Serdyukov's reforms and his antagonistic relationship with the military-industry base were not the result of entrepreneurial impulses. He was implementing what Putin had ordered him to do. Putin had repeatedly highlighted what he called the 'ticking time bomb of Russia's defensive capabilities', the fact that Russian industry was failing to produce modern and capable weapon. Serdyukov was keen to implement these orders, unconcerned that his actions frustrated the leadership of Russia's defence industry. These reforms also sought to change the Russian Armed Forces from their previous Cold War posture towards a leaner and more flexible formation, better suited for modern, unconventional wars. This did not win him the support of the traditionalist military elite.
Reformers vs. Traditionalists
It was not surprising that Sergey Chemezov, Sergey Ivanov, and Dmitry Rogozin allied in their criticism against Serdyukov. Chemevoz was the head of 'Rostekhnologii', a Russian arms manufacturer which enjoyed a monopolistic relationship with the Russian Armed Force (and the former head of 'Rosoboronexport' monopolistic arms exporter). Sergey Ivanov was Putin's Defence Minister between 2003 and 2007 and Deputy Premier-Minister Dmitry Rogozin who is now in charge of the military-industrial complex.
Putin publicly defended Serdyukov but regardless, the Investigation Committee publicly launched a case against Serdyukov on 25 October. While such public criticism is very much taboo within the Russian ruling elite it is worth remembering that Chemezov and Ivanov are FSB Generals while Putin was only a Major who rose to Lieutenant-Colonel in retirement.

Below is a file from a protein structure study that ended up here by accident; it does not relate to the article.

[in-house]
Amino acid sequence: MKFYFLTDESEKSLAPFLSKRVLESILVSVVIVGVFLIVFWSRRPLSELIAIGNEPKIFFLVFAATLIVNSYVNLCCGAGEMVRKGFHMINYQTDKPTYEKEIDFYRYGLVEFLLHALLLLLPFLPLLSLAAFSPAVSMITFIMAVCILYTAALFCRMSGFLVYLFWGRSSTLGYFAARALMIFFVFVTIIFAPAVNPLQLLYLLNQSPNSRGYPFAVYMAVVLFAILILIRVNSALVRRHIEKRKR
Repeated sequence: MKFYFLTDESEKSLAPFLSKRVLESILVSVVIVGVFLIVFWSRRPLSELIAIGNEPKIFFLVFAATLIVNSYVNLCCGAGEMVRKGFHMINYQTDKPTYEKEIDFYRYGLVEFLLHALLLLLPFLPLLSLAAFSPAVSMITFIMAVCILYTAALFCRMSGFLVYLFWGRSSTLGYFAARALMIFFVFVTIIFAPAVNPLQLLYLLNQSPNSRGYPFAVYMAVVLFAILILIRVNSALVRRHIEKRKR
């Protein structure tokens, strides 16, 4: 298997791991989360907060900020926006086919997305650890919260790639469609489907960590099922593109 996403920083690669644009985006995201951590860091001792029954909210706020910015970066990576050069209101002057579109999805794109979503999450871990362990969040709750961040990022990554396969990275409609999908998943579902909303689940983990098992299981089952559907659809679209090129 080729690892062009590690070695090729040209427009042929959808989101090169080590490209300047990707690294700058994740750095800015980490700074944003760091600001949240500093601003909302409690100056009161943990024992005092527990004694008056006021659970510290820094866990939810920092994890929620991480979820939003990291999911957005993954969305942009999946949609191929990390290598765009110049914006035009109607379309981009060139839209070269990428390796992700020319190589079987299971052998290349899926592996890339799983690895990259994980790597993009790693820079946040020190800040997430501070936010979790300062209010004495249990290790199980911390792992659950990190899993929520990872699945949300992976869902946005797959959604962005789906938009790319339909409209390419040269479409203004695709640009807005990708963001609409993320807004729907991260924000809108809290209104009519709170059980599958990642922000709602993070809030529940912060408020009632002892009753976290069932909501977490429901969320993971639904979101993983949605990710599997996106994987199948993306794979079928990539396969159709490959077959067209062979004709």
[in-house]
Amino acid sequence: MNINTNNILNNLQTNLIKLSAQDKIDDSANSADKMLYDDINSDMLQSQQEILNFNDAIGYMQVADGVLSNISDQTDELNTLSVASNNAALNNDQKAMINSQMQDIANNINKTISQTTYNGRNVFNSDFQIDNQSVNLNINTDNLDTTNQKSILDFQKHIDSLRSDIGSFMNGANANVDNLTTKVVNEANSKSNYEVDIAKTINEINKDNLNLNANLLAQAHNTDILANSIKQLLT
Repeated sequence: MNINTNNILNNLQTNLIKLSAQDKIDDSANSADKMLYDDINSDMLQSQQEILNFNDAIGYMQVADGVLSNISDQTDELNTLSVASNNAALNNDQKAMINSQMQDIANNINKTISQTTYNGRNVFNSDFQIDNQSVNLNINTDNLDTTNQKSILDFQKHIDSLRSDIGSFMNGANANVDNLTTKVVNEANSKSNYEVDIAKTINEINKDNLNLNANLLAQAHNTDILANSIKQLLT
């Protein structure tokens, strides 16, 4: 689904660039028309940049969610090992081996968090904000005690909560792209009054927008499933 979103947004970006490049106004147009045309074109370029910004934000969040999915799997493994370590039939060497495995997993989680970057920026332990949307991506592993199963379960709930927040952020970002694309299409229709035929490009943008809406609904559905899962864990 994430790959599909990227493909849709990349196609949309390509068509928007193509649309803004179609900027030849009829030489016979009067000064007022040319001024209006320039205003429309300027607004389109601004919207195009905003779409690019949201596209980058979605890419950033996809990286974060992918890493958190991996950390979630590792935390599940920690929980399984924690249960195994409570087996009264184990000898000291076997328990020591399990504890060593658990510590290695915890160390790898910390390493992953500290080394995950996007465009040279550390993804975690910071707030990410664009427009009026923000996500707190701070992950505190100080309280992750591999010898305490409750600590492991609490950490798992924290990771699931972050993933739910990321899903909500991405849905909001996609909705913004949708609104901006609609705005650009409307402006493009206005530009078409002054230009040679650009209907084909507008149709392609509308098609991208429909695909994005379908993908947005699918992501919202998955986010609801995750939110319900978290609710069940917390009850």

Putin has fired Serdyukov and Makarov, appointed Sergey Shoigu Defence Minister and, in the sharp contradiction to his own previous position, instructed the latter 'to improve relations with the military-industrial complex'. Putin's press team have taken strenuous steps to prove that 'the President has undertaken the decision to fire the Defence Minister on his own, without any external influence'. This was in itself unprecedented as Putin's office has never before needed to state the independence of the President's decision making.
The new Russian Defence Minister Sergey Shoigu is known as Putin's 'crisis-manager'. At the same time he is known for his reflexive preference not to challenge powerful opponents, avoiding confrontation and retreating in cases of serious bureaucratic clashes. The most probable outcome of this appointment is that the reform process will slow down. The Russian Armed Forces re-armament and modernisation will probably suffer from this opportunistic victory by the Russian military and industrial traditionalists.
The successful ousting of Serdyukov by Chemezov, Ivanov and Rogozin, against Putin's public pronouncement of support, is an indication that Putin's dominance of Russia's ruling elite is slipping as is his hold on events in Russia. The actions of Rogozin are particularly significant as he is Putin's protégé, who owes all his current governmental position to Vladimir Putin - and that tells a lot about the state of Putin's control of the Russian elite.
The views expressed here are the author's own and do not necessarily reflect those of RUSI.